# Prove that the center of a circle within a constructed triangles lies on the angle bisector

I was given steps to construct a figure:

1.) Construct a horizontal ray AB and a segment AC at an angle to the ray. Locate point D anywhere on ray AB and construct the segment CD.

2.) Construct the angular bisectors of angle ADC and ACD.

3.) Construct the intersection of E of the two bisectors.

4.) Construct the perpendicular of ray AB to point E.

5.) Construct the intersection of F of the perpendicular and AB. Construct the segment EF and then erase the two angular bisectors.

6.) Construct a circle with center E passing through F (this circle should appear tangent to both rays and CD)

The point E is moving along a certain entity, which in fact is the bisector of angle BAC. Prove that this is indeed so, i.e. that the point E lies on the bisector of angle BAC.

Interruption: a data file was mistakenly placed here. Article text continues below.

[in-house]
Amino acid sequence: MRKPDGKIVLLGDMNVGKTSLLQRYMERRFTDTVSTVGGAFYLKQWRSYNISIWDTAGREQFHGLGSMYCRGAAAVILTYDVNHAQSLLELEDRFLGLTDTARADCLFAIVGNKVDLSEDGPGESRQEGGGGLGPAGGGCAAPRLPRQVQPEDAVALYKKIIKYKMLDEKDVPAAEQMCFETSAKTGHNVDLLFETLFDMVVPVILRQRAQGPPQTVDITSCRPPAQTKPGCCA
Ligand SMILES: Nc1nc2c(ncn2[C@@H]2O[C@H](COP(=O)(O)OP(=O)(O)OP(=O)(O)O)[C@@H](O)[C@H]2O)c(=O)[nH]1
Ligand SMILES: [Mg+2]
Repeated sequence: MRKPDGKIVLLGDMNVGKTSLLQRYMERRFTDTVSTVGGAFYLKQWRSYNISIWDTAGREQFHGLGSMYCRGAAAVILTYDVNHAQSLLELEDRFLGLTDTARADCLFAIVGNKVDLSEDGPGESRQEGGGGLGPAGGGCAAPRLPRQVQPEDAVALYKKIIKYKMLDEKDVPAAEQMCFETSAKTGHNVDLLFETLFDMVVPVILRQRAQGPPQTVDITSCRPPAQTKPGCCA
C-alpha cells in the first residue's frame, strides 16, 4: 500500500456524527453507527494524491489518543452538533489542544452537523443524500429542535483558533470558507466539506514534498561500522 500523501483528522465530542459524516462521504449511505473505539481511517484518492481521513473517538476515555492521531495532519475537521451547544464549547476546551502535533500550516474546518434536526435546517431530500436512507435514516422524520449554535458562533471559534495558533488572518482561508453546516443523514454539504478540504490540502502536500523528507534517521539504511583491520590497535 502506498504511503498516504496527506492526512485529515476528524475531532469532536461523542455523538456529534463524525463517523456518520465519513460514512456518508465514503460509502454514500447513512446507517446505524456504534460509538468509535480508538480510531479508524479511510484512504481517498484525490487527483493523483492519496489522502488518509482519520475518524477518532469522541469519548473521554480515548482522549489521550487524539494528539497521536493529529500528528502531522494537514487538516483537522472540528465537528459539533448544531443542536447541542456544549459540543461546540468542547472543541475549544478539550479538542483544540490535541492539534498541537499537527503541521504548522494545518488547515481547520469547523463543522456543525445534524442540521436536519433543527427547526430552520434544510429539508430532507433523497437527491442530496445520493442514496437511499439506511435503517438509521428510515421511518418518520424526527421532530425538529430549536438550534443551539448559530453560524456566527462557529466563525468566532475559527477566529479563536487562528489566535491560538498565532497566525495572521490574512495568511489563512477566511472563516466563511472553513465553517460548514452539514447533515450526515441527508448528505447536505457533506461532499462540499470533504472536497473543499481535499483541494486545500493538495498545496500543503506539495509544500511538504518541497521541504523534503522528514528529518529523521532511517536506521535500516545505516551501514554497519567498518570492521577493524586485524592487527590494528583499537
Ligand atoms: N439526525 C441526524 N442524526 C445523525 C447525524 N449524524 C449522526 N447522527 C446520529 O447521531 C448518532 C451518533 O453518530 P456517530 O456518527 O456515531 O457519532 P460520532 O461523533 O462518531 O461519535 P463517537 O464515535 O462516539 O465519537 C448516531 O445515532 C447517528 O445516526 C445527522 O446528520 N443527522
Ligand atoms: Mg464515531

I constructed the figure, I want to make sure it is correct.

Also, I'm not entirely sure how to prove that E lies on the bisector of angle BAC. Any ideas would be appreciated! • Consider two of the three touching points. The line from these to the midpoint of the inner circle must be orthogonal to the corresponding sites of the triangle. So, the distance from $E$ to both sides must coincide. So, $E$ must lie on the bisector of the angle between the sides. – Peter Apr 19 '16 at 20:09

The key idea is that a point lies on the bisector of $\angle D$ iff it is equidistant from the lines $AD,CD$. So by construction the point $E$ is equidistant from the lines $AD,CD$ and also equidistant from the lines $AC,CD$.
Hence it is also equidistant from the lines $AC,AD$. Hence it lies on the bisector of $\angle CAD$, otherwise known as $\angle BAC$.